From The Archives: Why I Love Hitman Blood Money


An old article I wrote for a now obsolete website as part of a series called Why I Love… in which I wrote about whatever I felt passionately about that week. Seeing as this is both my work and video game related, I thought I’d post it as an apology for being late with my new article for the week, which should be up later tonight. This is from ayear or so ago, so forgive the writing style, which as I read it seems less than stellar.

I try to downplay the geeky side of my life on the internet (god knows why, seeing as the internet is the birthplace for almost everything that is geek), so I haven’t written much about my personal habits as a gamer on this website. Every so often, however, I adjust the valves on my metaphorical pressure gauge and let out a little nerdy steam into the open air of the internet. Ridiculous metaphors aside, I’m going to talk today about one of my favourite games of the past couple of years, and one that allows me to vent my often murderous rage in the safety of a virtual world – Hitman: Blood Money.

My experiences with the series of games under the moniker Hitman began with the second edition of murderous assassination capers – Silent Assassin. It opened my eyes to a world of ingenious ways to kill people, and obvious yet devilishly tricky exploits built into each map to make your passage through each level as unnoticed as possible. I truly loved the game for a good few months as I worked my way through each mission, preying on the computer’s reckless abandon and leaving each mission with a neatly dispatched target behind me. The next game, Contracts, I did not play. I had read about it from a number of sources, all of which telling me that it was all I disliked about the first game, and none of the more attractive features which I had grown accustomed to. As a result, I had to look elsewhere for my sneaky virtual killings (onto the Splinter Cell series, in fact).

For a few years my gaming was woefully devoid of my favourite bald-headed barcode-bearing cloned assassin. A year or so ago, however, I finally decided to delve back into the darkly humorous world of Hitman and purchased the latest game (which by that time had been on the market for some time), namely Blood Money. The reviews had been overwhelmingly positive for the newest game in the franchise, and yet I had failed to pick it up when it first came out due to the long absence Hitman had had on my life – I no longer cared about the highly convoluted storyline about exactly why Mr. 47 has a barcode printed on the back of his head, and the gameplay I had found so appealing was readily available, at least partially, in other games I already owned. Despite these other games, I still yearned for the old days of blood spattered rooms with unwitting AI ignoring the dripping red streams and choose to turn and face a blank wall for 20 to 30 seconds. I missed Hitman.

The major difference between Blood Money and its predecessors is the surprising but not unwelcome addition of some dark humour into its formula. Where before Silent Assassin seemed to consider itself a very serious and grave game, Blood Money takes it in completely the other direction and allows you to take out your targets while dressed as a clown, or Father Christmas. Vitally, however, these choices are not forced upon you. You can still take the serious route, avoiding putting bombs in cakes or rigging barbeques to explode and instead use the trusty fibre wire to garrotte people as their colleagues carry on oblivious. Being who I am, I of course chose the most ridiculous option available, and soon was enjoying myself immensely shooting dogs with tranquilizer darts from air rifles and poisoning donuts and feeding them to federal agents.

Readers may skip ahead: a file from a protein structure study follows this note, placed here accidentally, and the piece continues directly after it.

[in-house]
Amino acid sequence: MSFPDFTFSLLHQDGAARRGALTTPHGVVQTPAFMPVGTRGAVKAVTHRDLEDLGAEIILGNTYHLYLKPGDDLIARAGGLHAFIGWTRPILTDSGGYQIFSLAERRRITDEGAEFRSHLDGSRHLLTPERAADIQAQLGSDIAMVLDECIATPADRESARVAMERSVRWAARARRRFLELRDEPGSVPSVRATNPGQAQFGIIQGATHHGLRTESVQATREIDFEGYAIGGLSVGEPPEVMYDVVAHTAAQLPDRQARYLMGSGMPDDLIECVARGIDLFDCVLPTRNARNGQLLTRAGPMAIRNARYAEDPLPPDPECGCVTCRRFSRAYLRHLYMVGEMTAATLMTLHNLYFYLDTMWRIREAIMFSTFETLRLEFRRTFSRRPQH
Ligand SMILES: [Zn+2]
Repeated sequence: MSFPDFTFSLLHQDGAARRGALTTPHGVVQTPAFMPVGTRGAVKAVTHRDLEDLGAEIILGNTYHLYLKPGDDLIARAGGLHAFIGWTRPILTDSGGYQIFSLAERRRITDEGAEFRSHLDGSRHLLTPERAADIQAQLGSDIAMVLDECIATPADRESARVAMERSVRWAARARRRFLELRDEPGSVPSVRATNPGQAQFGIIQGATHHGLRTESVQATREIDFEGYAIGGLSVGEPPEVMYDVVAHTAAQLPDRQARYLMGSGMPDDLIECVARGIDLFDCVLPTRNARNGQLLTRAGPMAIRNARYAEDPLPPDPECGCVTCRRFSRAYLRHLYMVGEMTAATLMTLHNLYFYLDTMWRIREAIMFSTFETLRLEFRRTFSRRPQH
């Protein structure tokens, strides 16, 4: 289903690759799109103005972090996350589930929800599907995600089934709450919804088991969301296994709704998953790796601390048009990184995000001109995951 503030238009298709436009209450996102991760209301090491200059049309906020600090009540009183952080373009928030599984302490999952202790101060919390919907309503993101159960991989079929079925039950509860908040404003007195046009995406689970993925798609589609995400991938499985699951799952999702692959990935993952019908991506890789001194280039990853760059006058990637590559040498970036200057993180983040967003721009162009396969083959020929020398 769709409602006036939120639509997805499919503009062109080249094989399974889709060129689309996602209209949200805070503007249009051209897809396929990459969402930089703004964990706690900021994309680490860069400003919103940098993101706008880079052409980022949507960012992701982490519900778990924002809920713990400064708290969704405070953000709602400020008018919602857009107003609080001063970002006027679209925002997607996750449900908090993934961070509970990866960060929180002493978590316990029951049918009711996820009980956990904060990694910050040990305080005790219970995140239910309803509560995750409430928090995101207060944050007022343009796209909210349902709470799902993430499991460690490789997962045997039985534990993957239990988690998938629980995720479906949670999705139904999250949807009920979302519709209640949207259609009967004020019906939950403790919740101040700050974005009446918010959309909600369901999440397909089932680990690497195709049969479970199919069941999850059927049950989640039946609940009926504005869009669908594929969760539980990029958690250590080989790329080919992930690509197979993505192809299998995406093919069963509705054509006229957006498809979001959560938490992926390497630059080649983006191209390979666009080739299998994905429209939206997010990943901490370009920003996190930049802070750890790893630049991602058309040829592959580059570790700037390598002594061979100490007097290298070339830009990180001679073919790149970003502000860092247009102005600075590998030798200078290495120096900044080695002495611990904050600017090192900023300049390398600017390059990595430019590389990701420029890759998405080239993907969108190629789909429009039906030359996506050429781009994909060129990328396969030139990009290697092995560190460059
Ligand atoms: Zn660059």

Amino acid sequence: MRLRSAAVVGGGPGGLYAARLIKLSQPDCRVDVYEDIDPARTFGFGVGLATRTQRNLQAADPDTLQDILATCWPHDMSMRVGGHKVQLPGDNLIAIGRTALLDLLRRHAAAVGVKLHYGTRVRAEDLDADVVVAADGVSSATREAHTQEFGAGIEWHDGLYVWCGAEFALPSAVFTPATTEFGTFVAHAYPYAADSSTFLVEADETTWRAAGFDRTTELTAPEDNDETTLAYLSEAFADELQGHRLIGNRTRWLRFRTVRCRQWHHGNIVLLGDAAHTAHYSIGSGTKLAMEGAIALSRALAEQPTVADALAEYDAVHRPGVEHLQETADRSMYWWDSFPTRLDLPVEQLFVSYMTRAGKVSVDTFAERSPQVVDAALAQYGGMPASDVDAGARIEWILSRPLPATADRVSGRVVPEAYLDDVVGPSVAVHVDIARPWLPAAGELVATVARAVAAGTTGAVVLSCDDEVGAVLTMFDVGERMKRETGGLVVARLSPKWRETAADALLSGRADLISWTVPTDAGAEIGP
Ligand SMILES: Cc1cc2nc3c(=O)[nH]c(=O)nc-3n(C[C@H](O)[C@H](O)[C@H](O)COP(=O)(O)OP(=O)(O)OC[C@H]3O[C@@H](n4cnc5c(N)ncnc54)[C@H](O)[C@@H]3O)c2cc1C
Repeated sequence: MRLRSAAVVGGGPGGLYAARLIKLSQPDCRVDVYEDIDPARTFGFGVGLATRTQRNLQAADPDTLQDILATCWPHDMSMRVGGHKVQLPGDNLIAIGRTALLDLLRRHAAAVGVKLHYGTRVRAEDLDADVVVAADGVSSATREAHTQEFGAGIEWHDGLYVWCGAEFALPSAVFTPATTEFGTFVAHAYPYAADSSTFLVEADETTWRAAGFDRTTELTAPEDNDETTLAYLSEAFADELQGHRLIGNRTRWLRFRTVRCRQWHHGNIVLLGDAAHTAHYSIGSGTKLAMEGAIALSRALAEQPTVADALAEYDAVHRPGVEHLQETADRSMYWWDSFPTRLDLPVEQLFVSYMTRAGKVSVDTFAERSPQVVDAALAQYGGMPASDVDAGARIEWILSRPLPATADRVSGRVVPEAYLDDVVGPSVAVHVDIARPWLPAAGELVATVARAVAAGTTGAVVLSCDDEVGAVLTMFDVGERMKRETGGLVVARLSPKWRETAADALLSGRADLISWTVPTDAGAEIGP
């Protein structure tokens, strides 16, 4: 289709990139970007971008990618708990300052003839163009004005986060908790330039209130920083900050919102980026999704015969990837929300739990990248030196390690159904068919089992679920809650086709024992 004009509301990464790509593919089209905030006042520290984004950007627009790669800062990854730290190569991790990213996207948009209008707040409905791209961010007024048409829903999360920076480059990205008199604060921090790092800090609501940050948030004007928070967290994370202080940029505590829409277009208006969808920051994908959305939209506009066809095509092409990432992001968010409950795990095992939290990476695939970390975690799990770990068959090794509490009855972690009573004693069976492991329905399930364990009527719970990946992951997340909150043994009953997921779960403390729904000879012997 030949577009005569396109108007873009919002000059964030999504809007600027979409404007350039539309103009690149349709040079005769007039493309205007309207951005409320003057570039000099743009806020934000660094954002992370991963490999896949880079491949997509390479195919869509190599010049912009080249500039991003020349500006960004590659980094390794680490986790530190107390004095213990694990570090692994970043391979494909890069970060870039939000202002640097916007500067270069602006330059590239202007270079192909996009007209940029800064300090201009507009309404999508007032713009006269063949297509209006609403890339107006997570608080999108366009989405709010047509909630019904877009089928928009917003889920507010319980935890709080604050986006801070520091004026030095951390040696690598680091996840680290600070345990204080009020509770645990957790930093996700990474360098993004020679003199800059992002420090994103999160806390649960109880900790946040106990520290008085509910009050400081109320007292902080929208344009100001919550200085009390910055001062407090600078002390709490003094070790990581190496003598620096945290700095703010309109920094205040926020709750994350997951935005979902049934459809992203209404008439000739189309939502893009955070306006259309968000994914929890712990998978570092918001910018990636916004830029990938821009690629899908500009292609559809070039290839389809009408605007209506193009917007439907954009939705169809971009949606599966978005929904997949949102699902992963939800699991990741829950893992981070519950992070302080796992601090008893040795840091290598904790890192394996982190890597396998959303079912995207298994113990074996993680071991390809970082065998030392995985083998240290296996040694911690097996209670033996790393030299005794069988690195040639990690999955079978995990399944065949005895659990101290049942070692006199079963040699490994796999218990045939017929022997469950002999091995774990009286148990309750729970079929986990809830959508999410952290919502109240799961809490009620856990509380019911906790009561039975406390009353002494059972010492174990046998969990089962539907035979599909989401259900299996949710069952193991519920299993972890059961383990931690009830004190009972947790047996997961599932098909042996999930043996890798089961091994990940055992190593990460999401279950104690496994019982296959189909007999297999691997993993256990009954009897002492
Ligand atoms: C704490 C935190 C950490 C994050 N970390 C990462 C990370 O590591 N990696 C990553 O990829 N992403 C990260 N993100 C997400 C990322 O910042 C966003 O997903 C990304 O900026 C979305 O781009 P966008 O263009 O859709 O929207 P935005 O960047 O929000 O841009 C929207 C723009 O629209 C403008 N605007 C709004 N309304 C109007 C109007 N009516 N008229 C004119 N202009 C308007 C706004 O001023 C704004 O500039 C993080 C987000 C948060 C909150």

The world you occupy is even more open this time around, allowing you to choose from a huge number of routes and possibilities in order to reach the target you have been set. At no point are you forced into one style of play. It’s even technically possible to go all shooty and play it as if there were no such thing as stealth, although if you do you negate the cleverness of the world IO Interactive has created for you. Instead, the real magic of the game comes across slowly as you successfully strangle someone in the lift and steal their clothes all before reaching the floor the lift is headed to.

I’m not a huge graphics freak, but even I have to admit that Blood Money has done a fantastic job in that department.The graphics in the game really are superb, and are on a par with most games being released now, a full two years after Blood Money, and the animations complement the style of the game brilliantly. It captures the feel of whatever location you are currently sneaking through, be it a quiet suburban street or a fantastically realised crowded street festival.

By now I should have given you a pretty good idea of what the game is like, and whether or not you would enjoy it. It may be that you are simply not psychotic enough to enjoy a well executed murder, and if that is the case, good luck to you. I, however, am one of those people who like to see a little blood spatter the floor as my target falls to the ground with a bullet hole in his head as I, out of view, quietly pack up my sniper rifle and walk away, a free man.


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